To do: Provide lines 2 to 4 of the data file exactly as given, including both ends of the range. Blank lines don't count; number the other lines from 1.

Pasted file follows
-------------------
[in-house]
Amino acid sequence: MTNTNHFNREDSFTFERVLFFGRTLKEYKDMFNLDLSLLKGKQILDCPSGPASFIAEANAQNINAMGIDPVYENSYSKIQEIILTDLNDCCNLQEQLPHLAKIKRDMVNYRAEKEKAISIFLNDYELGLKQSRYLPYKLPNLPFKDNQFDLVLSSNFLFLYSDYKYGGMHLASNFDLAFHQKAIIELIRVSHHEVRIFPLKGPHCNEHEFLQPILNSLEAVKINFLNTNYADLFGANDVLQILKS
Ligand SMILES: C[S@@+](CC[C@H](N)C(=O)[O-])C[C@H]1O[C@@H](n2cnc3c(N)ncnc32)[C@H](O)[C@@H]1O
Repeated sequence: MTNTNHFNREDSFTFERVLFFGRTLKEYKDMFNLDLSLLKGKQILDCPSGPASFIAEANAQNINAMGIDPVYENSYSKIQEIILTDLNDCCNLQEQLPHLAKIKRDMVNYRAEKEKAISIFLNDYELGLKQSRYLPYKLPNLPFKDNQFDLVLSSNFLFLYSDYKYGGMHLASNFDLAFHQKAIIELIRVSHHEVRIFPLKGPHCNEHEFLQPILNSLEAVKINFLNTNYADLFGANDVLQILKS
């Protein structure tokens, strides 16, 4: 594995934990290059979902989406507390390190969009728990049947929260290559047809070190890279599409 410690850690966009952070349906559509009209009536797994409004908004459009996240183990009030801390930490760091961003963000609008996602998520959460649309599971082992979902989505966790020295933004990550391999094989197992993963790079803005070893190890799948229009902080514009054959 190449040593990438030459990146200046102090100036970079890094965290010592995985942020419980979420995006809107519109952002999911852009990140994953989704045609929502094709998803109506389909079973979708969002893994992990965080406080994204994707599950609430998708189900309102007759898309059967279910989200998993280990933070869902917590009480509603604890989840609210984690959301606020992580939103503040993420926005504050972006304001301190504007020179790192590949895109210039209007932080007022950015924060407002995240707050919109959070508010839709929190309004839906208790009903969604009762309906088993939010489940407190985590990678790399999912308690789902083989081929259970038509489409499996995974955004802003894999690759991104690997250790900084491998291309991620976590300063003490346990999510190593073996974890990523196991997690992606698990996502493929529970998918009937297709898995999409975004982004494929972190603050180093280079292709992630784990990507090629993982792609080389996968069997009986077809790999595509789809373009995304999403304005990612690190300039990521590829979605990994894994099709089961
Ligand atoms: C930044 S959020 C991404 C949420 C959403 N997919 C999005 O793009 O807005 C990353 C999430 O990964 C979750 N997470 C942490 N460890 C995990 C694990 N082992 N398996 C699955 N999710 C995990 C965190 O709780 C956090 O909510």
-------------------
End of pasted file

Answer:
Amino acid sequence: MTNTNHFNREDSFTFERVLFFGRTLKEYKDMFNLDLSLLKGKQILDCPSGPASFIAEANAQNINAMGIDPVYENSYSKIQEIILTDLNDCCNLQEQLPHLAKIKRDMVNYRAEKEKAISIFLNDYELGLKQSRYLPYKLPNLPFKDNQFDLVLSSNFLFLYSDYKYGGMHLASNFDLAFHQKAIIELIRVSHHEVRIFPLKGPHCNEHEFLQPILNSLEAVKINFLNTNYADLFGANDVLQILKS
Ligand SMILES: C[S@@+](CC[C@H](N)C(=O)[O-])C[C@H]1O[C@@H](n2cnc3c(N)ncnc32)[C@H](O)[C@@H]1O
Repeated sequence: MTNTNHFNREDSFTFERVLFFGRTLKEYKDMFNLDLSLLKGKQILDCPSGPASFIAEANAQNINAMGIDPVYENSYSKIQEIILTDLNDCCNLQEQLPHLAKIKRDMVNYRAEKEKAISIFLNDYELGLKQSRYLPYKLPNLPFKDNQFDLVLSSNFLFLYSDYKYGGMHLASNFDLAFHQKAIIELIRVSHHEVRIFPLKGPHCNEHEFLQPILNSLEAVKINFLNTNYADLFGANDVLQILKS